The court found that decedent left property consisting of real property of the approximate value of $10,000; and personal property consisting of $10,470 cash; a going masonry contracting business having equipment of the approximate value of $2,000; an automobile of the approximate value of $1,000; and stocks and bonds of the approximate value of $4,600. It further found, among other things, that David R. Nicoll, the brother, was entitled to succeed to the bulk of the estate; that he had worked with decedent for the past 19 years in the said masonry contracting business; that ‘it is not true that no other person exists who has a prior right to petitioner, Mary Nicoll, as such Guardian, to Letters of Administration-With-the-Will-Annexed of the said Estate of Clarendon R. Nicoll, Deceased’; that Mary Nicoll individually had waived all rights to act as administratrix; that Mary Nicoll was not a competent person to administer the affairs of said estate by reason of lack of business experience; that it would not be for the best interests of the minor for her to administer the estate; that it is not true that David R. Nicoll is not a fit person to handle the affairs of the estate; that it is not true that he is physically unable to conduct the affairs of the estate; that it is not true that he has interests adverse to the interests of the minor; that David R. Nicoll has sufficient knowledge, skill or experience to carry on said business in a competent and economical manner. As a conclusion of law, among others, the court concluded that Mary Nicoll, as guardian of said minor, is incompetent to serve as administratrix of the estate of the decedent.

The will was admitted to probate, and David R. Nicoll was appointed administrator with the will annexed of said estate. The judgment admitting the will to probate and appointing the administrator was signed and filed on October 22, 1945, and was entered on October 29, 1945.

The notice of appeal recites that Barry R. Nicoll, a minor, by Mary Nicoll, the guardian of his person and estate, appeals from the judgment entered on September 22, 1945, and from an order denying a motion for a new trial.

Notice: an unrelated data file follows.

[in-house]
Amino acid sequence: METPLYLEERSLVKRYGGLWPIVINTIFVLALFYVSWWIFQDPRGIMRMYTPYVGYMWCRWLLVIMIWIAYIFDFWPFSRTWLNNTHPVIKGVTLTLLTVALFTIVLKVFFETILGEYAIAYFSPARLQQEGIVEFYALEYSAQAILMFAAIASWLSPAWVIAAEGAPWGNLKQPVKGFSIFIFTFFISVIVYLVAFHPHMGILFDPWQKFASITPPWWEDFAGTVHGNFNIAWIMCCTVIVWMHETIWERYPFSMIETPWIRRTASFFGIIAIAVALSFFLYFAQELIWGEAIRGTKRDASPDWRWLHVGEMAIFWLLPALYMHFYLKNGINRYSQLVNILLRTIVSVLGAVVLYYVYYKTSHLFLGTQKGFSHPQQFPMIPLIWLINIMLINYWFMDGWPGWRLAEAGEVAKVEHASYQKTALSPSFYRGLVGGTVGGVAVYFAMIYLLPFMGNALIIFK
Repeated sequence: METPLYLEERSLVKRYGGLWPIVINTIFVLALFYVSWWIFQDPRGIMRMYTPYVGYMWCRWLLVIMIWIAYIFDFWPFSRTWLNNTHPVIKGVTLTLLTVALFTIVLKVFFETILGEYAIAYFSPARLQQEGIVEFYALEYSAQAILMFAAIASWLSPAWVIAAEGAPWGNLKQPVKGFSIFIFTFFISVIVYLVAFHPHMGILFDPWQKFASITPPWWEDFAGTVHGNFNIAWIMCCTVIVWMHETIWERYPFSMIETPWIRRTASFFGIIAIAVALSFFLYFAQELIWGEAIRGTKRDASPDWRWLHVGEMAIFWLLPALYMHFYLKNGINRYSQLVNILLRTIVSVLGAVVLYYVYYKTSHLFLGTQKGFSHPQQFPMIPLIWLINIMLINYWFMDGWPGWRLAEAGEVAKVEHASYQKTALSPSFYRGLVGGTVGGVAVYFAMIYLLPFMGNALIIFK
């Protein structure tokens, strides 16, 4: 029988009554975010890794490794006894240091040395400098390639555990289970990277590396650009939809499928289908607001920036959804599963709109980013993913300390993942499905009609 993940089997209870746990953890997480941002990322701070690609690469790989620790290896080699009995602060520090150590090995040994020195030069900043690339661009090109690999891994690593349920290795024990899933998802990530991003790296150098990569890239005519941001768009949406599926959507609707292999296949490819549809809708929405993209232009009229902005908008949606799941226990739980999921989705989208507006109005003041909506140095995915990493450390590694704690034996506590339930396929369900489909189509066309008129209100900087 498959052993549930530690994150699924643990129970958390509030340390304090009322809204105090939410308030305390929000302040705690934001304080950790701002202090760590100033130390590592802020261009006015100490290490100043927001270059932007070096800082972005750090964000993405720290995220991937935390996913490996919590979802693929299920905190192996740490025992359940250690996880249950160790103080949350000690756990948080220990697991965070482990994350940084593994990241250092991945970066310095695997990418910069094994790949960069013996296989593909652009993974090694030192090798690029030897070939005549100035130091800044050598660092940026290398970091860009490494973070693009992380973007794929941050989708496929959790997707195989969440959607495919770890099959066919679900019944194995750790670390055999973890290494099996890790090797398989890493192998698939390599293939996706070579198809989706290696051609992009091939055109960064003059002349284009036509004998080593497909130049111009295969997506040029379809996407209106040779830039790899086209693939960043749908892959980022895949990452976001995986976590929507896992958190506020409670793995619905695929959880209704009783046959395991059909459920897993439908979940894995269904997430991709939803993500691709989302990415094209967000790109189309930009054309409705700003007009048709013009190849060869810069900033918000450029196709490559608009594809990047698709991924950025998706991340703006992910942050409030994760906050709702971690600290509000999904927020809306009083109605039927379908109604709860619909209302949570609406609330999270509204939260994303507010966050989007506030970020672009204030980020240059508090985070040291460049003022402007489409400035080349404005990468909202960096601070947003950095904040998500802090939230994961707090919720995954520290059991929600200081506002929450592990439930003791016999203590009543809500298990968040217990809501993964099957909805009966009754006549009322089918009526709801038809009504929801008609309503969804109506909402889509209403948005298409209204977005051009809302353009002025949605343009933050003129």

The minor, by his guardian, contends that letters of administration with the will annexed should have been granted to his guardian in preference to David R. Nicoll, the brother of decedent, since, according to Section 422, subdivision 2, of the Probate Code, the minor, being the son of decedent, is in class two of the order of priority in which administrators should be appointed, whereas, the brother is in class five of such order. Said Section 422 provides that administration must be granted to one or more of the following persons, who are entitled to letters in the following order: ‘(1) The surviving spouse, or some competent person whom he or she may request to have appointed. (2) The children. * * * (5) The brothers and sisters. * * *’ Said section also provides that ‘the relatives of the decedent being entitled to priority only when they are entitled to succeed to the estate or some portion thereof.’ It is provided in Section 409 of the Probate Code that ‘Persons are entitled to appointment as administrators with the will annexed in the same order of priority as in the appointment of administrators * * *.’ In Section 426 of the Probate Code it is provided that ‘If a person otherwise entitled to administer is a minor * * * letters may be granted to his or her guardian, or any other person entitled to letters, in the discretion of the court.’ The words, ‘other person entitled,’ appearing in said Section 426 refer to a person who is of the same class as the minor, who, either as an adult or a minor is seeking letters of administration. Estate of Turner, 143 Cal. 438, 443, 77 P. 144.